Electric Pickup Trucks: What Energy Consumption Should We Expect?
These will be real electron guzzlers, consuming in an hour enough electricity to power a household for a week.
Recently, we compared official EPA range ratings for all-electric cars available currently on the market in the U.S., but how about the electric pickup trucks? There are none on sale yet to compare, but sort of consumption figures should we expect?
BEVs get from 239 Wh/mile (149 Wh/km) to 496 Wh/mile (308 Wh/km) ratings (combined), including estimated charging losses (usually about several percent of the total). The lower values were achieved by small, aerodynamic and quite efficient models, while the higher values by bigger, heavier and/or more sporty-oriented models.
A pickup truck, being heavier, bigger and less aerodynamic, is expected to require significantly more energy than a car. But how much?
Since there are no official test results, let’s check out those EV pickups that were already announced, with technical details.
The Rivian R1T will be available with three battery options – 105/135/180 kWh and the range of “up to 400+ miles”.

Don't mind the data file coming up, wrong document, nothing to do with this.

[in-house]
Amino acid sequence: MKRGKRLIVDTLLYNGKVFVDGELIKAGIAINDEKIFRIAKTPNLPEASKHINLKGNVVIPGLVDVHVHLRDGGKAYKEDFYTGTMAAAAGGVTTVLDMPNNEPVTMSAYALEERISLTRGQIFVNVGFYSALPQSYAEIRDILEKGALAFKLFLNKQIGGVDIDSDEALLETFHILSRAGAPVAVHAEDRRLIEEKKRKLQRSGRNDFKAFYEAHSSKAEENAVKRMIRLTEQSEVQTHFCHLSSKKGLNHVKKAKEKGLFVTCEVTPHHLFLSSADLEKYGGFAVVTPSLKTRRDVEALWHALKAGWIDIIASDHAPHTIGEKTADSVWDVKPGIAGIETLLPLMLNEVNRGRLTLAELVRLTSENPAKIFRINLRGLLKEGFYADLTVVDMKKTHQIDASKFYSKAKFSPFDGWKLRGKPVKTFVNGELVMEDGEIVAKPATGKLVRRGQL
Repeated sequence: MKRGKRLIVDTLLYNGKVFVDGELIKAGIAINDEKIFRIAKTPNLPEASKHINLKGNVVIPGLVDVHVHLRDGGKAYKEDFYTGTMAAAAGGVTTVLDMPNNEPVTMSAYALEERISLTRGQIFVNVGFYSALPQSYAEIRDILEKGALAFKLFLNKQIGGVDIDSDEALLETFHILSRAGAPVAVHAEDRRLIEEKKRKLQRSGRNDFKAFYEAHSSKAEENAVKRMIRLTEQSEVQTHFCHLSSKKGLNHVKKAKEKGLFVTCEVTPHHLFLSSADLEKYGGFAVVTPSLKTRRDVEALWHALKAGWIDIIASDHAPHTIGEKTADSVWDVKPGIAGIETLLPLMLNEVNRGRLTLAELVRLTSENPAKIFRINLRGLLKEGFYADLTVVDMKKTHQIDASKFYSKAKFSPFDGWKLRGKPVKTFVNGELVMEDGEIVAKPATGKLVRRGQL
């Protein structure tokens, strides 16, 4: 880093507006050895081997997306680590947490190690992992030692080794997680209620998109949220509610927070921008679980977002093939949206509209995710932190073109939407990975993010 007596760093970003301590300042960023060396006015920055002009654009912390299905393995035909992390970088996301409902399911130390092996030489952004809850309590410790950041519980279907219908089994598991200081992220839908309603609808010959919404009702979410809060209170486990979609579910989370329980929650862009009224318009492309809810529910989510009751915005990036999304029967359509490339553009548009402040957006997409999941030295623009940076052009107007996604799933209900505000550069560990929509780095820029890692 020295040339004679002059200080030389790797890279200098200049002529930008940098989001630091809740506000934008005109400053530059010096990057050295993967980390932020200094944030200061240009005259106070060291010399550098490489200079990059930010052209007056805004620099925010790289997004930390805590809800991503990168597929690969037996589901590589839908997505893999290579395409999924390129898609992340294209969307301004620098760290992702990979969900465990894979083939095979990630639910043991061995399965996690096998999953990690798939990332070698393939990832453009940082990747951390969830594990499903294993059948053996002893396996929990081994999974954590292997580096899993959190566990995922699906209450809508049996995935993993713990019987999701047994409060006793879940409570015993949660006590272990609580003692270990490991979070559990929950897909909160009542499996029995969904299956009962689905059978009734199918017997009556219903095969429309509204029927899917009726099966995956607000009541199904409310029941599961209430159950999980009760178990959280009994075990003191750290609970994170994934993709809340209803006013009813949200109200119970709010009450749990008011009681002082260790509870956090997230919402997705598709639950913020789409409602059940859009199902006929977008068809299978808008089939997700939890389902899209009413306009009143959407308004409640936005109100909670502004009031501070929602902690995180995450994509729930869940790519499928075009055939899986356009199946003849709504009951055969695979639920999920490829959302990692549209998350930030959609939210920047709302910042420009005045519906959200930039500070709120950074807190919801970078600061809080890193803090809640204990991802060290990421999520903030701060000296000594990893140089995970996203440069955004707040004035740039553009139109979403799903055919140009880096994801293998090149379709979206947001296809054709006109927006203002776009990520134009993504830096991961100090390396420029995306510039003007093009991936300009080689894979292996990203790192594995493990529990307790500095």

Those numbers are from “Projected specifications” and there is no info about expected EPA range.
Assuming 180 kWh battery and range of over 400 miles (644 km), the energy consumption would be 450 Wh/mile (280 Wh/km). That actually might turn out to be optimistic and it does not include charging losses.
When towing – up to 11,000 lbs (4,990 kg) – the range might be cut in half, as the consumption doubles – according to Rivian’s FAQ, similar to a conventional vehicle – closer to 1 kWh per mile.
Similar to a conventional vehicle, range is affected by aerodynamics. Hauling 11,000 lbs will reduce range by about 50%.
Bollinger released both numbers for the Bollinger B2:
That would translate to 600 Wh/mile (373 Wh/km), before charging losses. A third more than the Rivian R1T, but the B2 is less aerodynamic and more off-road capable.
Considering the above, and also heavy plug-in hybrids (like the Bentley Bentayga Hybrid), we can probably assume that the upper range for passenger cars will be the entry-level for pickup trucks.
The real-world energy consumption of 500 Wh/mile (311 Wh/km) to 1,000 Wh (1 kWh) per mile should not surprise anyone. Actually it will be interesting to see how high it might be in some applications.
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